The kava is only slightly bitter but the anaesthetic effect on my lips is immediate. It is non-alcoholic but induces numbness around the mouth and a sense of general wellbeing.

I succumb to the Fijian version of 'One for the road' and feel affably mellow; dancing in the conga line with my feet hardly touching the floor and being twirled around like a rag doll by island ladies in raffia skirts and bright floral sarongs.

A cruise highlight is our visit to a village school, where a class of wide-eyed pupils with an endearing unspoilt naturalness, sing action songs in perfect harmony. The general theme is 'We are one big happy family' and their broad grins affirm the truth of that. The finale comprises songs about KFC, McDonald's, a monk on an elephant's trunk and an hilarious pantomime of arm-flapping bird dances, which has everyone doubled up with laughter.

Island Night, with its tropical feast on the beach, is the culmination of all our cruise adventures.

The 'magiti' feast is wrapped in banana leaf baskets and steamed in a 'lovo' earth oven. When opened it reveals a potpourri of pork, beef, goat, chicken, fish with taro, cassava, sweet potato and breadfruit.

Our evenings aboard the ship are punctuated with cocktails, guitar music, fine tropical-themed meals and a star-studded sky. The blissful atmosphere of the islands is the stuff of dreams. I soon settle into the rhythm of the ocean and sleep to the lullaby of lapping waves.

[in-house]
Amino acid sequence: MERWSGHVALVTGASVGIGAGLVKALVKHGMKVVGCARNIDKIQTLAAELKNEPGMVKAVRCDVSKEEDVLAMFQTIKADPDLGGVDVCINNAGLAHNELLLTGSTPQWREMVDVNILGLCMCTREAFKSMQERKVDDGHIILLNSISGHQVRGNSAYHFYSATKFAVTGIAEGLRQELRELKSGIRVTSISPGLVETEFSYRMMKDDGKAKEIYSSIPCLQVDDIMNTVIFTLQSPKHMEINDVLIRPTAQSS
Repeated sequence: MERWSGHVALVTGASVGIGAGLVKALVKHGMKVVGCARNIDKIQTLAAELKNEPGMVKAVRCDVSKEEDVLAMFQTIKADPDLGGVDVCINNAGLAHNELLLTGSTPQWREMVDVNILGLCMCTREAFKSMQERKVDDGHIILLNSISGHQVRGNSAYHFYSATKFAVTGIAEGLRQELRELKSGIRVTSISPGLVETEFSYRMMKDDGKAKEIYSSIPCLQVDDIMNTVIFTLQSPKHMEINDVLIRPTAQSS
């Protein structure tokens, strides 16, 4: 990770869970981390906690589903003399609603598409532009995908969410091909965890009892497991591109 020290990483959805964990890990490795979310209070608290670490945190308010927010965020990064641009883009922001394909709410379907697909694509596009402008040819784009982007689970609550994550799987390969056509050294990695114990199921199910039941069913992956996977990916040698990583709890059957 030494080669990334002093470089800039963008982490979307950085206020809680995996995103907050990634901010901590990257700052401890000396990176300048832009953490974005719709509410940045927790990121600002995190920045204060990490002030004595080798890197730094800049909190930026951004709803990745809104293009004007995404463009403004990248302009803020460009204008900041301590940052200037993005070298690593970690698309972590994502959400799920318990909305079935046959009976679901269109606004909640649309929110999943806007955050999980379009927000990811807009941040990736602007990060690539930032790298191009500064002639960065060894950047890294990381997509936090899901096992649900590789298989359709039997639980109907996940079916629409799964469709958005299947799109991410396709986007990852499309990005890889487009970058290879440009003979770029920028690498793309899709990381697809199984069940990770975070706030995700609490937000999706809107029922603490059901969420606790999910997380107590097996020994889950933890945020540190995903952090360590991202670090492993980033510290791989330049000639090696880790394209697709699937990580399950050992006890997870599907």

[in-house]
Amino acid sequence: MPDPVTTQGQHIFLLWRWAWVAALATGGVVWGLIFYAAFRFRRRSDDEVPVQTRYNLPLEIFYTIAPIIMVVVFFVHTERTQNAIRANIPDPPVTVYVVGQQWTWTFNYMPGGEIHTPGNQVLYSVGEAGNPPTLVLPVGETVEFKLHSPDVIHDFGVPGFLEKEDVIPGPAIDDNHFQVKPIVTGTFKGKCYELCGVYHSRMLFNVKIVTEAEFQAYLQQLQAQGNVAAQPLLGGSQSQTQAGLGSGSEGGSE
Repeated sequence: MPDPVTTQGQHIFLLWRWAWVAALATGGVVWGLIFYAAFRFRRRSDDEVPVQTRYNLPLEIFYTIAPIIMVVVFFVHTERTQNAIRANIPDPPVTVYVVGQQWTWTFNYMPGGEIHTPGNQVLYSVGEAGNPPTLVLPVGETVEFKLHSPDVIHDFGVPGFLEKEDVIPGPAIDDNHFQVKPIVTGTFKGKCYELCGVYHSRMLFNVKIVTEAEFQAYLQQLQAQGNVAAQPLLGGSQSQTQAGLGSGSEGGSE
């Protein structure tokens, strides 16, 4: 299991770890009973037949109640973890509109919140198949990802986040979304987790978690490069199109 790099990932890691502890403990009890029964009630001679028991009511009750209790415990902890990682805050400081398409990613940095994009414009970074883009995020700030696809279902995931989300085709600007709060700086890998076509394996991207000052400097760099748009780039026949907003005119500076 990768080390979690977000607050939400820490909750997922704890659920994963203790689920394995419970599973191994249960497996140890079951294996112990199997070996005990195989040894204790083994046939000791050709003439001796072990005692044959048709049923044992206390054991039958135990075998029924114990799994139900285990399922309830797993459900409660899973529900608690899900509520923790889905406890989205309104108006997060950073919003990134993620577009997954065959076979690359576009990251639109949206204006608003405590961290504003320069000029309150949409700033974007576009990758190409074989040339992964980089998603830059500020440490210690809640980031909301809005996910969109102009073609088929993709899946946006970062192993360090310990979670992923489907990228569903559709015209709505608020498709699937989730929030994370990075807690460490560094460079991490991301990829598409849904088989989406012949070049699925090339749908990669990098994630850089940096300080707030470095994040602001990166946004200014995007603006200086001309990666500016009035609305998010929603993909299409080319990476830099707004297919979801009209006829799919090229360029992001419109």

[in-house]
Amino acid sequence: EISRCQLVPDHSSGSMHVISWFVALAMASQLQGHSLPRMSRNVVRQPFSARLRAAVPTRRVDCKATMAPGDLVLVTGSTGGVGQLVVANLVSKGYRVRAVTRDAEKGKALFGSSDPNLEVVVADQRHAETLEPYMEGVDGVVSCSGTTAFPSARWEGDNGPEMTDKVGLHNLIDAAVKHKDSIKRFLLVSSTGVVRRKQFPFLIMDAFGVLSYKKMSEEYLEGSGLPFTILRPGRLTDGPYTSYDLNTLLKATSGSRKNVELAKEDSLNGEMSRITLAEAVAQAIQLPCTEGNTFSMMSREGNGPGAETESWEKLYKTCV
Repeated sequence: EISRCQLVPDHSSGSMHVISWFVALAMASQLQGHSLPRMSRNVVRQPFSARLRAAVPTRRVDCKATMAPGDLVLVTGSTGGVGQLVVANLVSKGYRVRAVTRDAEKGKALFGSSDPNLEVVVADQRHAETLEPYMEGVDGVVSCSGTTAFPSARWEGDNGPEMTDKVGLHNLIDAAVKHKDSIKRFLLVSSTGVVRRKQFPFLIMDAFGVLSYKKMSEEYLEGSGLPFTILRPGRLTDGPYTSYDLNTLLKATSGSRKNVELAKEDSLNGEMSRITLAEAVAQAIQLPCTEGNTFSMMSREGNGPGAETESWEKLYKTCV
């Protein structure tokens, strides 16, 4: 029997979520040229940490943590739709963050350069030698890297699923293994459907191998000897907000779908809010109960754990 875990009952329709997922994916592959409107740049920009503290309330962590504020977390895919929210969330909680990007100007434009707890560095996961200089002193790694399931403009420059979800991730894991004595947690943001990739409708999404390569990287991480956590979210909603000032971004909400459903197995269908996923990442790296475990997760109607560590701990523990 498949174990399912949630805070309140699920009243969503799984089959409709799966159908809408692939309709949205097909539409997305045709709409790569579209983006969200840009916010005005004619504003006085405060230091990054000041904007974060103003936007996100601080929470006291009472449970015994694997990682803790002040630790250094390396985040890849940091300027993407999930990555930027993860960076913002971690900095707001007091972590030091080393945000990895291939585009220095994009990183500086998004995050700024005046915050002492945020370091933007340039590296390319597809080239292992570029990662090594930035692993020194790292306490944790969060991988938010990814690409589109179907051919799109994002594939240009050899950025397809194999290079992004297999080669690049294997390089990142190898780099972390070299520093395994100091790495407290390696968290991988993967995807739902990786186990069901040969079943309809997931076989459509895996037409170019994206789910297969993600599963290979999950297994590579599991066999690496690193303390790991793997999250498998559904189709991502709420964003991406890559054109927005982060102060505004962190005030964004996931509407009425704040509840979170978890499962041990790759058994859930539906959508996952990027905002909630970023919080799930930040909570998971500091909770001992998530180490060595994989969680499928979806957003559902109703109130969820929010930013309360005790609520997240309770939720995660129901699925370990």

When I wake at dawn each morning, I'm convinced that I'm still dreaming. My large cabin window reveals a deserted beach, washed by turquoise waters that throw back reflections of a big blue sky.

Kim always has a cheery word for us on the public address system, prefacing her announcements with the words 'In a few Fiji minutes,' which keeps us in a general state of preparedness without knowing precisely when a call will come.

When she advises us of our imminent arrival at Port Lautoka on the final day, it comes as quite a shock. In my imagination I fancied I was on this cruise for life.

As we disembark to the heart-rending strains of Isa Lei, our crew seem genuinely sorry to see us go. The spirit of 'Bula' is still flourishing in the Blue Lagoon and I leave on a high.

I have experienced a wonderful cruise enjoying the simple pleasures of a serene, uncomplicated world and drinking big bowls of love.

FACT FILE

Getting there: Air New Zealand and Air Pacific have daily departures from Auckland to Nadi. The Westin Denarau and Sheraton Fiji are well placed as overnight accommodation before and after the cruise and Blue Lagoon shuttles operate to Port Lautoka from Denarau Island.

Things to take: It helps to have more than one set of swimming togs and your own comfortable mask and snorkel. Sandals are suitable for the cruise and sneakers if you plan to hike over the islands.

Further information: For more on visiting Fiji, see bulafiji.com.

Paul Rush was hosted by Blue Lagoon Cruises, the Sheraton Fiji Resort and Westin Denarau Island Resort.